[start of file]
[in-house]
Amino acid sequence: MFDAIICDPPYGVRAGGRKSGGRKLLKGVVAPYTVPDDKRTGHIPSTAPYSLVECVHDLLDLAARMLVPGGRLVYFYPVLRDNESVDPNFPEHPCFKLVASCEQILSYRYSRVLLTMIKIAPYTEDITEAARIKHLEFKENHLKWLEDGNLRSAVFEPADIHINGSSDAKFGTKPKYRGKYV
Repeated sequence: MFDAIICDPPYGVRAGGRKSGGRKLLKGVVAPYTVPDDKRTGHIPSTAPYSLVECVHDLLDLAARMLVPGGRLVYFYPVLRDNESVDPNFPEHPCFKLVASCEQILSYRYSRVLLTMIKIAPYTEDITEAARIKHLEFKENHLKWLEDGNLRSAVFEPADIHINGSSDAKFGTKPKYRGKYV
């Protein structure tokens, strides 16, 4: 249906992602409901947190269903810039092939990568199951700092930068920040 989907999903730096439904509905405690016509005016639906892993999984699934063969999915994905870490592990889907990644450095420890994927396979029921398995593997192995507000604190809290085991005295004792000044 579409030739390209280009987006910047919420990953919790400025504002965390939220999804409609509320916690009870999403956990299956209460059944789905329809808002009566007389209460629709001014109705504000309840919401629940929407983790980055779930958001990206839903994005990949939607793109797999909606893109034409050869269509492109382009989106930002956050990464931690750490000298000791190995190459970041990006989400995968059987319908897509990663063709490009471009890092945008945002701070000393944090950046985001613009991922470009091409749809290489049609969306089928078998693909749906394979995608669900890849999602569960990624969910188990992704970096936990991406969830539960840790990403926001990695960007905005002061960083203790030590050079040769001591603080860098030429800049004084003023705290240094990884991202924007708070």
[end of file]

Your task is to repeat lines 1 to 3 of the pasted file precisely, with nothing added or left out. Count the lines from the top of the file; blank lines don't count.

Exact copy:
[in-house]
Amino acid sequence: MFDAIICDPPYGVRAGGRKSGGRKLLKGVVAPYTVPDDKRTGHIPSTAPYSLVECVHDLLDLAARMLVPGGRLVYFYPVLRDNESVDPNFPEHPCFKLVASCEQILSYRYSRVLLTMIKIAPYTEDITEAARIKHLEFKENHLKWLEDGNLRSAVFEPADIHINGSSDAKFGTKPKYRGKYV
Repeated sequence: MFDAIICDPPYGVRAGGRKSGGRKLLKGVVAPYTVPDDKRTGHIPSTAPYSLVECVHDLLDLAARMLVPGGRLVYFYPVLRDNESVDPNFPEHPCFKLVASCEQILSYRYSRVLLTMIKIAPYTEDITEAARIKHLEFKENHLKWLEDGNLRSAVFEPADIHINGSSDAKFGTKPKYRGKYV